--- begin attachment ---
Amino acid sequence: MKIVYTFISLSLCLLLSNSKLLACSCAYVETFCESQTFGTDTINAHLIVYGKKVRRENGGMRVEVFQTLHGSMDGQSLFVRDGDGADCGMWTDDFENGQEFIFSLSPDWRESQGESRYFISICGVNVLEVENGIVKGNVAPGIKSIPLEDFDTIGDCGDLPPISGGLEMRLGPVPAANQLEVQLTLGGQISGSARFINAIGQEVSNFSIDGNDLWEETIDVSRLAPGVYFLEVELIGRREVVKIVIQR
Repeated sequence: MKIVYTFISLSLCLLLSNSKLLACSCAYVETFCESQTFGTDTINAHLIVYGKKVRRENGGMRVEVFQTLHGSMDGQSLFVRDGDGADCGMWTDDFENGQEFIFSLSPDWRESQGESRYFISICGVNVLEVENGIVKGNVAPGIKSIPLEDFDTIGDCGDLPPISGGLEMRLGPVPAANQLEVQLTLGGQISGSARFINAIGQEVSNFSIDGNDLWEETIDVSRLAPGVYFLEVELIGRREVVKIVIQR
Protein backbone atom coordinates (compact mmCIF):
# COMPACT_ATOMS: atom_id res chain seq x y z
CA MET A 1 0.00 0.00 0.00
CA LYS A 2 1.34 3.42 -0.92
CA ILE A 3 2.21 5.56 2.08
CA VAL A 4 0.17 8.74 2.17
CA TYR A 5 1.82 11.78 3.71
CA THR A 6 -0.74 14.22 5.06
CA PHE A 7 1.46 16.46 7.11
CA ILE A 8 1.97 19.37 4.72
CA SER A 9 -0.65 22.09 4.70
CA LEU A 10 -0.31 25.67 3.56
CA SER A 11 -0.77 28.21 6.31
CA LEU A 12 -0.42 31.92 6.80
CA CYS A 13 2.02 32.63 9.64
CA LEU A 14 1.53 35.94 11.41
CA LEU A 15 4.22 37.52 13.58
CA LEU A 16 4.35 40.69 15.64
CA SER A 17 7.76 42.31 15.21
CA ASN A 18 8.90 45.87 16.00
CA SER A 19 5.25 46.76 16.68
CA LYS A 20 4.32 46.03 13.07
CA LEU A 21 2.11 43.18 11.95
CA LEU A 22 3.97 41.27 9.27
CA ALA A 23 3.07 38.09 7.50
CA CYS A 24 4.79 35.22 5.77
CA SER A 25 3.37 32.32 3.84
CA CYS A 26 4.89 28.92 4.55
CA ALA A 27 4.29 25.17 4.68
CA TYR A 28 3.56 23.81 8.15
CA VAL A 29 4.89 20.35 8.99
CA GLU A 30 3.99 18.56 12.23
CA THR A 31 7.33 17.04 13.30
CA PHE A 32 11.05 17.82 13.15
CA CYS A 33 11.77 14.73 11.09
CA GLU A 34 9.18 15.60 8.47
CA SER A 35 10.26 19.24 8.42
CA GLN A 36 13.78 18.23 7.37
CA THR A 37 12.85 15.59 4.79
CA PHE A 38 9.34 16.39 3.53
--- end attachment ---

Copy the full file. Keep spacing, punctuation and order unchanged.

Amino acid sequence: MKIVYTFISLSLCLLLSNSKLLACSCAYVETFCESQTFGTDTINAHLIVYGKKVRRENGGMRVEVFQTLHGSMDGQSLFVRDGDGADCGMWTDDFENGQEFIFSLSPDWRESQGESRYFISICGVNVLEVENGIVKGNVAPGIKSIPLEDFDTIGDCGDLPPISGGLEMRLGPVPAANQLEVQLTLGGQISGSARFINAIGQEVSNFSIDGNDLWEETIDVSRLAPGVYFLEVELIGRREVVKIVIQR
Repeated sequence: MKIVYTFISLSLCLLLSNSKLLACSCAYVETFCESQTFGTDTINAHLIVYGKKVRRENGGMRVEVFQTLHGSMDGQSLFVRDGDGADCGMWTDDFENGQEFIFSLSPDWRESQGESRYFISICGVNVLEVENGIVKGNVAPGIKSIPLEDFDTIGDCGDLPPISGGLEMRLGPVPAANQLEVQLTLGGQISGSARFINAIGQEVSNFSIDGNDLWEETIDVSRLAPGVYFLEVELIGRREVVKIVIQR
Protein backbone atom coordinates (compact mmCIF):
# COMPACT_ATOMS: atom_id res chain seq x y z
CA MET A 1 0.00 0.00 0.00
CA LYS A 2 1.34 3.42 -0.92
CA ILE A 3 2.21 5.56 2.08
CA VAL A 4 0.17 8.74 2.17
CA TYR A 5 1.82 11.78 3.71
CA THR A 6 -0.74 14.22 5.06
CA PHE A 7 1.46 16.46 7.11
CA ILE A 8 1.97 19.37 4.72
CA SER A 9 -0.65 22.09 4.70
CA LEU A 10 -0.31 25.67 3.56
CA SER A 11 -0.77 28.21 6.31
CA LEU A 12 -0.42 31.92 6.80
CA CYS A 13 2.02 32.63 9.64
CA LEU A 14 1.53 35.94 11.41
CA LEU A 15 4.22 37.52 13.58
CA LEU A 16 4.35 40.69 15.64
CA SER A 17 7.76 42.31 15.21
CA ASN A 18 8.90 45.87 16.00
CA SER A 19 5.25 46.76 16.68
CA LYS A 20 4.32 46.03 13.07
CA LEU A 21 2.11 43.18 11.95
CA LEU A 22 3.97 41.27 9.27
CA ALA A 23 3.07 38.09 7.50
CA CYS A 24 4.79 35.22 5.77
CA SER A 25 3.37 32.32 3.84
CA CYS A 26 4.89 28.92 4.55
CA ALA A 27 4.29 25.17 4.68
CA TYR A 28 3.56 23.81 8.15
CA VAL A 29 4.89 20.35 8.99
CA GLU A 30 3.99 18.56 12.23
CA THR A 31 7.33 17.04 13.30
CA PHE A 32 11.05 17.82 13.15
CA CYS A 33 11.77 14.73 11.09
CA GLU A 34 9.18 15.60 8.47
CA SER A 35 10.26 19.24 8.42
CA GLN A 36 13.78 18.23 7.37
CA THR A 37 12.85 15.59 4.79
CA PHE A 38 9.34 16.39 3.53